In the small school division, Pleasantville had a tournament-best six wrestlers reach the finals, with three wrestlers claiming titles, including Christian Perlleshi (99 pounds), Aidan Canfield (152) and four-time champion Len Balducci (120), an absolute beast who became just the 18th wrestler since 1961 to four-peat in Section 1.

P’Ville, with a tournament-best 258 points, finally steered clear of the agony of back-to-back second place finishes in 2018-19. Edgemont (222.5), Nanuet (215.5), Putnam Valley (194.5) and Pawling (129.5) followed.

Putnam Valley’s Will Carano earned the Most Outstanding Wrestler award in the small school division. The Tiger junior, who dominated as the top-seed of the 160-pound bracket with two quick pins, won a second Section 1 title and further cemented his legacy as a top grappler in school history. Carano, if not for COVID-19, would have set the school records for wins set by Mikey Bruno and Kyle Sams while becoming the first five-time All-Section wrestler in school history and three-time All-NYS qualifier. If we don’t wrestle in 2021, Iowa, yes, legendary Iowa, awaits this humble yet bruising beast, who runs a 4.16 mile.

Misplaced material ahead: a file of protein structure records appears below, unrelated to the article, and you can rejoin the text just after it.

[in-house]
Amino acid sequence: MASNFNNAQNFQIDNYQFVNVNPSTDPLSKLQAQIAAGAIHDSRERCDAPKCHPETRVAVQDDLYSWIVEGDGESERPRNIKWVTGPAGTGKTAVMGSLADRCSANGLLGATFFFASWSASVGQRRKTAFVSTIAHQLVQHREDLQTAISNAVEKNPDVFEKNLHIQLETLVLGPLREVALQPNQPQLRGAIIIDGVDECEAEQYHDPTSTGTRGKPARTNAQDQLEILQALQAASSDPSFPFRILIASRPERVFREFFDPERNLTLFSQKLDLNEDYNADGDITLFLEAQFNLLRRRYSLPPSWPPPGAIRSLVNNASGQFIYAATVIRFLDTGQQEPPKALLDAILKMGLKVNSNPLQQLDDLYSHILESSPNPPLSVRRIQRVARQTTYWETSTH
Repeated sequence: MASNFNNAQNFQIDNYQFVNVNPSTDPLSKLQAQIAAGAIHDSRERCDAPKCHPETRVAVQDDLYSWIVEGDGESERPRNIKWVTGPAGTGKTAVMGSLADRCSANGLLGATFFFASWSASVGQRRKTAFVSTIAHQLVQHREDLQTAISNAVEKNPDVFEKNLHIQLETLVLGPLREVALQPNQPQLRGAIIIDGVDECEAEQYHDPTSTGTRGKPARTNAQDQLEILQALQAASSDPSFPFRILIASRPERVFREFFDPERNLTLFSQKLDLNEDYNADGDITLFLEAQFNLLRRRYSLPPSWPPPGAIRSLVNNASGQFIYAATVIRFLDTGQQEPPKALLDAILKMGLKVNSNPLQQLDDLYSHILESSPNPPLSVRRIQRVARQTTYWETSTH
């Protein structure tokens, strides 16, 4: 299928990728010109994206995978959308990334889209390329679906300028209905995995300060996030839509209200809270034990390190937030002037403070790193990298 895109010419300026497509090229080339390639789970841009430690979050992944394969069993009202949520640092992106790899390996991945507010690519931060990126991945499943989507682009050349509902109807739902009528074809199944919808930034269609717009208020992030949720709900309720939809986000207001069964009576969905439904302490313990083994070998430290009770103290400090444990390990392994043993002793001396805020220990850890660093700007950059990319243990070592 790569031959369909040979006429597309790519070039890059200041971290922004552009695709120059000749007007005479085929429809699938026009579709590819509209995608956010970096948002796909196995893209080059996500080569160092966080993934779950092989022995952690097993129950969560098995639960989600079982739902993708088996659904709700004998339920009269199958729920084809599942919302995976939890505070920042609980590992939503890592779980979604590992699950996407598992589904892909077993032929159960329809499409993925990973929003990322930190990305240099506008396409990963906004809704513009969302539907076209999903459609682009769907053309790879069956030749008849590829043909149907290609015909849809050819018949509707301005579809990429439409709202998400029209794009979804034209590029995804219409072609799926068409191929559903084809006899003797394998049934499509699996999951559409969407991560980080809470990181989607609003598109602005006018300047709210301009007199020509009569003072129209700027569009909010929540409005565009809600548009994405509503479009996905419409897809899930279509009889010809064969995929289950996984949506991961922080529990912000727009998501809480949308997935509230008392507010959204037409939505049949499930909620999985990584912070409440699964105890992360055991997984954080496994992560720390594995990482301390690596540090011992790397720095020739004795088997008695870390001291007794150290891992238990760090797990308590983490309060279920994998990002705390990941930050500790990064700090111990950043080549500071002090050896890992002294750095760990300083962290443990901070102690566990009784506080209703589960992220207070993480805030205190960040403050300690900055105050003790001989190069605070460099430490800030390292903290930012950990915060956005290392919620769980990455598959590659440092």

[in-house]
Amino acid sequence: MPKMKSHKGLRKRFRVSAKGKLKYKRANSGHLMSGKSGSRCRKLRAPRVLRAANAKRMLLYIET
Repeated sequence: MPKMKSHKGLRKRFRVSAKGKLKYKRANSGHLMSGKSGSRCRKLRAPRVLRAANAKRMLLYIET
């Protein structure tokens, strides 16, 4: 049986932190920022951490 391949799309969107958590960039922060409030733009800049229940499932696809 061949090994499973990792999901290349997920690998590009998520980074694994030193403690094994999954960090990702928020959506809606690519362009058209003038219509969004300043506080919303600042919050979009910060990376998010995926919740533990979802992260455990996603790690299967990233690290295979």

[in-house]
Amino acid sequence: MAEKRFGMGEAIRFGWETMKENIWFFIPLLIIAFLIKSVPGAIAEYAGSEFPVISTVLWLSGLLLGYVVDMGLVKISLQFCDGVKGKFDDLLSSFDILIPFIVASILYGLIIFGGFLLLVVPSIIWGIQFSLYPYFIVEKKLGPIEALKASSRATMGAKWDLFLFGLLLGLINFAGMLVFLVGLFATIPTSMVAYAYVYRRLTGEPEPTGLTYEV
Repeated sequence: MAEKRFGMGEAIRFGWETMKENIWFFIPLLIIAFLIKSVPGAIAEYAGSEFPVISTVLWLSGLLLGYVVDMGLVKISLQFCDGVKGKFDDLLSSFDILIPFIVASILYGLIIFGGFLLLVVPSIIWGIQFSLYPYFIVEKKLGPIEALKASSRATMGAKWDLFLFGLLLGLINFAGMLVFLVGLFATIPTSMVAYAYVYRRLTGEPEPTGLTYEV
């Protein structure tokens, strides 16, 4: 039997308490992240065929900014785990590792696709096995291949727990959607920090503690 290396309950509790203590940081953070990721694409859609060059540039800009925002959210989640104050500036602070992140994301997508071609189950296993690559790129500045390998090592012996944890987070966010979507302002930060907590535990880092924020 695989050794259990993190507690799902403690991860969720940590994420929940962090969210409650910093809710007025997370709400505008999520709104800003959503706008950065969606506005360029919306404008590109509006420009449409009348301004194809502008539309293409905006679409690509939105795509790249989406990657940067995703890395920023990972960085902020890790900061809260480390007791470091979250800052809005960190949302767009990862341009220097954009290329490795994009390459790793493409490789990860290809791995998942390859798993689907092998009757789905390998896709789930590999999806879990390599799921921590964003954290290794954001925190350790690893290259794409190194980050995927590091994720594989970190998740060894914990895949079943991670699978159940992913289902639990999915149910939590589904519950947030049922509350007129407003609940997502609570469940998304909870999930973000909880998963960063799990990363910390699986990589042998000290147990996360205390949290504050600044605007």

While Duke’s effort was the top individual performance of the year, Horace Greeley boys’ hoops got the nod for top overall T-E-A-M effort after first-year Greeley Coach Matt Simone’s

Quakers secured a 46-35 Section 1 Class AA championship victory over perennial power Mount Vernon to hoist the coveted gold ball at the Mecca, the Westchester County Center, for the first time in 40 years. It was anything but easy, though, as a 17-point fourth-quarter lead was cut to eight with the Quakers pushed to brinkmanship. Horace Greeley, in need of an adrenaline shot, got what the doctor ordered when, out of the left corner, just beyond the 3-point arc, senior guard Christoph Sauerborn answered the call. Although then-sophomore C Nick Townsend was a deserving MVP, it was Sauerborn who allowed the Quakers to create the necessary separation when his fifth three-pointer of the day, with 3:42 on the clock, all but ended the Knights’ fourth-quarter comeback. Sauerborn finished with a game-high 20 points, while Townsend added 17 to go along with 13 rebounds as the Quakers earned a berth in the state tournament’s opening round against Section 9 champ Newburgh where Chris Melis’ buzzer-beater gave Horace Greeley a 50-48 win in the state NYS Class AA regional round just before COVID-19 ended the season, perhaps the finest season in Greeley history. Townsend went on to transfer to the Hotchkiss School, a prep school in Connecticut, for his junior season, effectively ending what might have become the finest career in Greeley history.